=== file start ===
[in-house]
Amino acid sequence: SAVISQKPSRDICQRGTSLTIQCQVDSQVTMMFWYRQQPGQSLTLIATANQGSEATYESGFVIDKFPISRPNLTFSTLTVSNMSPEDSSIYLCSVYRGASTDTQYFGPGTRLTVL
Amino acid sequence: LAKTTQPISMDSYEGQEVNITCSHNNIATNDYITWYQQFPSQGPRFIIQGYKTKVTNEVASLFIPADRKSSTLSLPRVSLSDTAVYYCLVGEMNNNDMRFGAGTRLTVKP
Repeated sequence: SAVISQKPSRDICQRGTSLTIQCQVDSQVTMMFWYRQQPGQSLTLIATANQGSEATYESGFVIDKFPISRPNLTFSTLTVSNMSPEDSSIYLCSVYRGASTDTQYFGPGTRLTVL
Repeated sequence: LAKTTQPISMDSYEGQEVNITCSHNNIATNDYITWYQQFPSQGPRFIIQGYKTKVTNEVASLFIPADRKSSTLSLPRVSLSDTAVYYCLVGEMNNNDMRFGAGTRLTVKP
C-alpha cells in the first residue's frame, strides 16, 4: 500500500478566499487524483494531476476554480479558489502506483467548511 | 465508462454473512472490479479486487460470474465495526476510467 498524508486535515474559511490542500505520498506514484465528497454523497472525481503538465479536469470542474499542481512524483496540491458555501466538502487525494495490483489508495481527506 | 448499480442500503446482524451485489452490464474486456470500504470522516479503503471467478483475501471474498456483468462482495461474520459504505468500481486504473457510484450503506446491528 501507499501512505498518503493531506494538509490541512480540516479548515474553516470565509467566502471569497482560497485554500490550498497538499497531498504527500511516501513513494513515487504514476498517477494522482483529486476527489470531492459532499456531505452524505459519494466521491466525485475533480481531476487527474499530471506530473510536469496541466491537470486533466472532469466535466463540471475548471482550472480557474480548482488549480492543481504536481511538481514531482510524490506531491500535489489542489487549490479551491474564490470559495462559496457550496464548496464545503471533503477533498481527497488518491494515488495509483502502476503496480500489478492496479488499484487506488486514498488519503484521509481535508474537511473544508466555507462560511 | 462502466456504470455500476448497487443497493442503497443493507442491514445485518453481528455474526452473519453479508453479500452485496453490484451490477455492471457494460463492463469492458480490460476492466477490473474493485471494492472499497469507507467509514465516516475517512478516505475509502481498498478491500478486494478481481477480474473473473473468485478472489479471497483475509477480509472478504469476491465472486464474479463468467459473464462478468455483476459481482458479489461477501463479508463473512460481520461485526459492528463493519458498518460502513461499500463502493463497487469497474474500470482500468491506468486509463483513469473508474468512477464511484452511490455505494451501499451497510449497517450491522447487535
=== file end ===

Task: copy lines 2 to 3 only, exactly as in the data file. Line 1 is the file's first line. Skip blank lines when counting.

Amino acid sequence: SAVISQKPSRDICQRGTSLTIQCQVDSQVTMMFWYRQQPGQSLTLIATANQGSEATYESGFVIDKFPISRPNLTFSTLTVSNMSPEDSSIYLCSVYRGASTDTQYFGPGTRLTVL
Amino acid sequence: LAKTTQPISMDSYEGQEVNITCSHNNIATNDYITWYQQFPSQGPRFIIQGYKTKVTNEVASLFIPADRKSSTLSLPRVSLSDTAVYYCLVGEMNNNDMRFGAGTRLTVKP